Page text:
Знаменитое здание


© Алексей Фёдоров, Wikimedia Commons
Vladimirsky pr., 23
Metro Stations
07:00 – 20:00
Years of foundation
V.G. Khilchenko and A.S. Konstantinov (ground lobby), A.V. Beetle, A.D. Tokman (underground hall)

The station of the 4th (Right-Bank, "Orange") line was opened on December 30, 1991 as part of the "Alexander Nevsky Square" - "Sadovaya" section. It got its name due to its proximity to the museum-apartment of F.M. Dostoevsky and Dostoevsky street. By the way, it was opened in the year of the 170th anniversary of the birth and the 110th anniversary of the death of the great Russian writer.

The ground lobby of the station was designed by architects V.G. Khilchenko and A.S. Konstantinova. To prevent the modern building from introducing dissonance into the historical ensemble of Vladimir Square, the pavilion was slightly recessed in the depths of the courtyards.

Earlier, in the 1980s, it was planned to demolish three buildings for the construction of the metro, including house No. 1 on Zagorodny Prospekt, known as the Delvig House. However, in 1986, the defenders of the historical heritage, headed by academician Dmitry Likhachev, defended the Delvig House, and metro builders found an opportunity to build the station without destroying the building of the early 19th century. However, it was still not possible to maintain the architectural appearance of the square: in 2006, a modern eight-story shopping center was erected here, which now dominates the entire surrounding buildings.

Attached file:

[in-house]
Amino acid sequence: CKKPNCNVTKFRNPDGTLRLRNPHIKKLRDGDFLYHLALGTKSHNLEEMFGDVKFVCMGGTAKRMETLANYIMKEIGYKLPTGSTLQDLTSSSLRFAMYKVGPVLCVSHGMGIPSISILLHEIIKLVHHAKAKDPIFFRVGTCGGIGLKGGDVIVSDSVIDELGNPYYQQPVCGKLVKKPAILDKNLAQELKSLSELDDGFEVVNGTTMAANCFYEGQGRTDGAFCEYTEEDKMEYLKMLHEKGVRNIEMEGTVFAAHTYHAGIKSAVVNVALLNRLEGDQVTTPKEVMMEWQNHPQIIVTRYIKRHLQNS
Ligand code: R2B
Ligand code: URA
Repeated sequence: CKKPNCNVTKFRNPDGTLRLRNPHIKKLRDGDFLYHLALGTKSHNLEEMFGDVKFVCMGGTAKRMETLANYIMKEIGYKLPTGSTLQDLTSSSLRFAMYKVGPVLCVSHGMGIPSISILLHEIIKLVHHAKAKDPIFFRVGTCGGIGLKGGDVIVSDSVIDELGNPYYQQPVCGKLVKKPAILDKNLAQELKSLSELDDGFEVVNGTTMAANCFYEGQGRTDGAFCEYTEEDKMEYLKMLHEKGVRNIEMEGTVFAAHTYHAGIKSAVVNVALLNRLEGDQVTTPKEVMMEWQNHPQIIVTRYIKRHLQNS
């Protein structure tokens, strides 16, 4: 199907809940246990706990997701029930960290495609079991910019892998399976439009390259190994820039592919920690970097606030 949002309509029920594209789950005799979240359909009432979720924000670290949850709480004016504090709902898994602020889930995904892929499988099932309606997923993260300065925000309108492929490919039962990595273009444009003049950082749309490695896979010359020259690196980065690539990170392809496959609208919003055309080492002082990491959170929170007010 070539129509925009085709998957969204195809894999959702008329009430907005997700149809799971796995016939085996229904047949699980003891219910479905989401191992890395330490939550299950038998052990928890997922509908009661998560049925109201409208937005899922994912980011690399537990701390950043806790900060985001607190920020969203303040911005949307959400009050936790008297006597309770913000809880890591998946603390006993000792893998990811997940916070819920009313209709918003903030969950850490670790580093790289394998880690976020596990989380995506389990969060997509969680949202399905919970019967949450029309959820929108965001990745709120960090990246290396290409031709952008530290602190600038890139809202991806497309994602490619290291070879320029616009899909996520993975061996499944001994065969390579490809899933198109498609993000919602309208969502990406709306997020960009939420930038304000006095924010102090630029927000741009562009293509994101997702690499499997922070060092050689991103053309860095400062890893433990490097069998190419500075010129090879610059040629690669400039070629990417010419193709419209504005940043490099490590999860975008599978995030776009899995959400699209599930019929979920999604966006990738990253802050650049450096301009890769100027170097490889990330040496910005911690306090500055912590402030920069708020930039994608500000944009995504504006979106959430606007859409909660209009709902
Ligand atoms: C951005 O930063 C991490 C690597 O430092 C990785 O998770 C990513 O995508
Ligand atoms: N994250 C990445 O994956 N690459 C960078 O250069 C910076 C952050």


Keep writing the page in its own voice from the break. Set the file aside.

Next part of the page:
The underground hall of the Dostoevskaya station was designed by architects A.V. Zhuk and A.D. Tokman and decorated in the style of illustrations for Dostoevsky's novels. The columns are faced with gray granite, the track walls with gray limestone. Some passages between the columns are connected together with openwork metal bars with benches; the hall is lit by antique-styled lanterns.

From the Dostoevskaya station, you can go to the Vladimirskaya station of the 1st (Kirovsk-Vyborg, Red) line, or you can cross Vladimirskaya square and get to Kuznechny lane, where the writer’s literary and memorial museum is located in building No. 5.

Attention: the ground pavilion of Dostoevskaya opens later than Vladimirskaya at seven in the morning and closes early at eight in the evening.